U.S. consumer confidence dipped slightly in October as perceptions of the current economic situation improved but expectations for the future deteriorated.
The Conference Board said Tuesday that its consumer confidence index hit 125.9 in October, an improvement from the earlier reported read of 125.1 for September. But September’s figure was revised up to 126.3, so October counts as the third consecutive monthly decline.
Despite the decline, consumer confidence remains high, according to Conference Board economist Lynn Franco.
“There are no indications that consumers will curtail their holiday spending,” Franco said.
Economists had forecast an improvement to 128.8.
The October confidence survey was a hodge-podge of mixed results. Those saying jobs are hard to get rose to 11.8 percent, up eight-tenths of a percentage point. But those saying jobs are plentiful rose by 2.4 percentage points to 46.9. The outlook for jobs, however, was notably dimmer, with 16.9 percent saying they see more job openings six-months from now and 17.8 percent saying they see fewer.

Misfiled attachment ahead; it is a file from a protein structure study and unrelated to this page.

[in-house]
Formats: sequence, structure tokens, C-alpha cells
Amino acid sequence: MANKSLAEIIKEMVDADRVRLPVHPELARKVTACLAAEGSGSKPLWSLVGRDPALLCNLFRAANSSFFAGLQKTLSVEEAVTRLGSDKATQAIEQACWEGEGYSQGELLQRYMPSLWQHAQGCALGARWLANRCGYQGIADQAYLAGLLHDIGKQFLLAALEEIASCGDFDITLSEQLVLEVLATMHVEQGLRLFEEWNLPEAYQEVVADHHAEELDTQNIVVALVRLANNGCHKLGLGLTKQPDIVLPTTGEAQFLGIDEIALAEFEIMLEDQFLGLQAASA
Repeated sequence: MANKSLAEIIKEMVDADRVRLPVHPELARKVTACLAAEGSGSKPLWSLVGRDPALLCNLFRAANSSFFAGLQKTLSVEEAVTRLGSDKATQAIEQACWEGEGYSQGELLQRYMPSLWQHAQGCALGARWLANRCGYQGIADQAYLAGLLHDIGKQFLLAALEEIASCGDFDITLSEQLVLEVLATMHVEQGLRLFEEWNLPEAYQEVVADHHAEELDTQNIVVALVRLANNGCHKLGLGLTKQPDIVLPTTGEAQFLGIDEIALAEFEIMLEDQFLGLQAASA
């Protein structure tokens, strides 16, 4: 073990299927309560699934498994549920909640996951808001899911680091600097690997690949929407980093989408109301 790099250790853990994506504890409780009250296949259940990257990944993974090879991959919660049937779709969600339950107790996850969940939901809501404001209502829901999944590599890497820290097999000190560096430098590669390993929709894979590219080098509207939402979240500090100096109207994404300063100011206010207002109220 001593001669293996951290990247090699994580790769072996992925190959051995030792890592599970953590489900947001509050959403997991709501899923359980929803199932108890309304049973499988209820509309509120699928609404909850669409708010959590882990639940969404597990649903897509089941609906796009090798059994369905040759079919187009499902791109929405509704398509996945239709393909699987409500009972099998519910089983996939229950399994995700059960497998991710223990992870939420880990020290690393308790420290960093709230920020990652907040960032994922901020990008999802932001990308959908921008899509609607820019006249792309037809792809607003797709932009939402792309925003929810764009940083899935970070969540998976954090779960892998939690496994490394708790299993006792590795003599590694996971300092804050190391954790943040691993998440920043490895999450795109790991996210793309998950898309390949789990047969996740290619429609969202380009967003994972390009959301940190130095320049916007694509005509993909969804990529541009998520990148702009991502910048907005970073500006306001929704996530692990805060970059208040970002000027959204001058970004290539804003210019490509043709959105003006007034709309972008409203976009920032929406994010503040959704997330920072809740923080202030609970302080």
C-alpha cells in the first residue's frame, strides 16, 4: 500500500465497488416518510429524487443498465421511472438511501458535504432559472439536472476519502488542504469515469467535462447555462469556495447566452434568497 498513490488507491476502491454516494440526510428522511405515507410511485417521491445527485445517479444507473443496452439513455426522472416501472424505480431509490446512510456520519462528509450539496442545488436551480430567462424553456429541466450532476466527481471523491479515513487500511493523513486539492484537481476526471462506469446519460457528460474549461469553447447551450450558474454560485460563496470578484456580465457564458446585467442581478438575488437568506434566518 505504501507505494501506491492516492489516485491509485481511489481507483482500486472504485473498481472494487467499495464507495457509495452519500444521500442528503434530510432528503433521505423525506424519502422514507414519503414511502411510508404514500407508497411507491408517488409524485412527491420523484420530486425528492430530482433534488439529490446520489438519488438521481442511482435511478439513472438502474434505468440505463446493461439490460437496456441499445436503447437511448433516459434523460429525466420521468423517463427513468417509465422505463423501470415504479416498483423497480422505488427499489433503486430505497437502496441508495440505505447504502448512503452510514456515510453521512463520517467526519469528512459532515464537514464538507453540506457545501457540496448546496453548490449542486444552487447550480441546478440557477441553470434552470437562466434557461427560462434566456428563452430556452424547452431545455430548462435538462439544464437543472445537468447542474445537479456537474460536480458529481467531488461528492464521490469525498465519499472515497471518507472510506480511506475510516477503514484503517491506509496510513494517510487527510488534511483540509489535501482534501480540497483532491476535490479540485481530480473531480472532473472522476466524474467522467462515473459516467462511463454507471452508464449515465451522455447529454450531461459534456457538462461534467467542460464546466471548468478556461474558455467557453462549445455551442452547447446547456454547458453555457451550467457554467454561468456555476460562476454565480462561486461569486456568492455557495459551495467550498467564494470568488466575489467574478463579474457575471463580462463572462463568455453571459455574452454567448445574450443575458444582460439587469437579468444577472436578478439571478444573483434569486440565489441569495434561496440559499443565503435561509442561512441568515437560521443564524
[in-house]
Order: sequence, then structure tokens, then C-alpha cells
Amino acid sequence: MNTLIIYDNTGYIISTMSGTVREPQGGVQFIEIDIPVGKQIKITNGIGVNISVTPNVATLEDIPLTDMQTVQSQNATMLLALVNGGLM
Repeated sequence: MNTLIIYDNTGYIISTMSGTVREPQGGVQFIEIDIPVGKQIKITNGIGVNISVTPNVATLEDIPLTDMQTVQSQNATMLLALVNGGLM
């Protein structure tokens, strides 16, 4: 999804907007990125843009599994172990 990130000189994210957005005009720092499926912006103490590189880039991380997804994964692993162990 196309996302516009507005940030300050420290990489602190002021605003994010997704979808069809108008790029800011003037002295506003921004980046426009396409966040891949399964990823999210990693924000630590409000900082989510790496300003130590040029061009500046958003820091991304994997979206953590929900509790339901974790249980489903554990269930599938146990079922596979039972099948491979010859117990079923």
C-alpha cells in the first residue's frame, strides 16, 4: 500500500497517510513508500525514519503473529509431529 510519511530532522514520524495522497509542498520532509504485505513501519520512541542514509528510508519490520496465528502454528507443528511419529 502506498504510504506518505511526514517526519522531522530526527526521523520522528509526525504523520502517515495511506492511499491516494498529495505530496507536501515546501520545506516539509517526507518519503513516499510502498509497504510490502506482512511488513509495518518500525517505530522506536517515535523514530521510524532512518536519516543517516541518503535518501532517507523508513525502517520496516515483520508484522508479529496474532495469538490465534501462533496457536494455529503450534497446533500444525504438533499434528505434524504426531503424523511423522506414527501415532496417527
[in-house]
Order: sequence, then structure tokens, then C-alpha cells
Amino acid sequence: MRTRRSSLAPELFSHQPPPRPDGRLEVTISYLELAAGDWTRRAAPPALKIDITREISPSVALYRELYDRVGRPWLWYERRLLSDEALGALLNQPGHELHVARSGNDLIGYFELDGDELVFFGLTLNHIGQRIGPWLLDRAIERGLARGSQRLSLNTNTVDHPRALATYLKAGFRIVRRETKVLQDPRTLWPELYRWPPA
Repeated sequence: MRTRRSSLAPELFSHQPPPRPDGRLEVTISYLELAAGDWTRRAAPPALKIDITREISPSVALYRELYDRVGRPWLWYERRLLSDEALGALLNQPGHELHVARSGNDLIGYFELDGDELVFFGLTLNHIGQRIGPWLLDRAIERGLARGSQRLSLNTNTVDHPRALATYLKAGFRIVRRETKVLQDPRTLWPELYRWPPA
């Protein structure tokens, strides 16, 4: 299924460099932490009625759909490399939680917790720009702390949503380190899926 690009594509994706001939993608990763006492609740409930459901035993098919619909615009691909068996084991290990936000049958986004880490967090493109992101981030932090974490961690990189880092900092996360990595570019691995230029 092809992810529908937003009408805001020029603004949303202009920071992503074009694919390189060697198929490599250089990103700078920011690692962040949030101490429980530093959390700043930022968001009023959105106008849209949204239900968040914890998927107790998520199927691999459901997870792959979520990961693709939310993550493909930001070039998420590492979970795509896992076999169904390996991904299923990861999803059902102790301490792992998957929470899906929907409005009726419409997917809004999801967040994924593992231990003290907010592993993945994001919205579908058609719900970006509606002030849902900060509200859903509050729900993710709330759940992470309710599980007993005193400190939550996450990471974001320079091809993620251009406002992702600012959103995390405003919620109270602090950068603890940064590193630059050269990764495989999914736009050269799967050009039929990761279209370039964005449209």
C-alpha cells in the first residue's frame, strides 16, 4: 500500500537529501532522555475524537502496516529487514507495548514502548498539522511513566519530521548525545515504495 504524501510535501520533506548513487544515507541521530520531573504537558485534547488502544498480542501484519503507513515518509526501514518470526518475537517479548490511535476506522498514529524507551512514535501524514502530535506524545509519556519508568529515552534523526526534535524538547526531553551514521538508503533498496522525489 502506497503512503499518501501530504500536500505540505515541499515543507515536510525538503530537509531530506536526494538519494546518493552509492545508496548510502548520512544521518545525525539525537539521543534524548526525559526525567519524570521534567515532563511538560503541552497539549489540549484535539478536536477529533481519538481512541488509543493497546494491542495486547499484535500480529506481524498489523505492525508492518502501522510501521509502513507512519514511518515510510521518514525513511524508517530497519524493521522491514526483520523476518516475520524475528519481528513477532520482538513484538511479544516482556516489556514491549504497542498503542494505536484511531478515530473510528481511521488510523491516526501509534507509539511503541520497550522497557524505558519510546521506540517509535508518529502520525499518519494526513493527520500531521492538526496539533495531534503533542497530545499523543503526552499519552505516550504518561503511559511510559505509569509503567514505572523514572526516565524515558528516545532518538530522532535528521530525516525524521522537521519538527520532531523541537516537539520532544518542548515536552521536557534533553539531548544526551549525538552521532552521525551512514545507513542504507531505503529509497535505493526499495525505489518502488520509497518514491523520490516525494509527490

Expectations for future income improved. A solid 21.1 percent of those surveyed expect income gains, up by 1.4 percentage points from Septe3mber, while just 6.5 percent expect their income to fall.
Consumers’ assessment of current conditions was also sunnier. Those claiming business conditions are “good” increased from 37.4 percent to 39.2 percent, while those saying business conditions are “bad” decreased from 12.2 percent to 11.2 percent.
Consumer spending accounts for 70 percent of economic activity in the U.S. and confidence is closely watched this time of year for indications of holiday spending.
The recent numbers point to a healthy level of confidence and should stave off fears that a recession could occur in the near future. Consumers seem unshaken by the impeachment drama now obsessing Washington, D.C.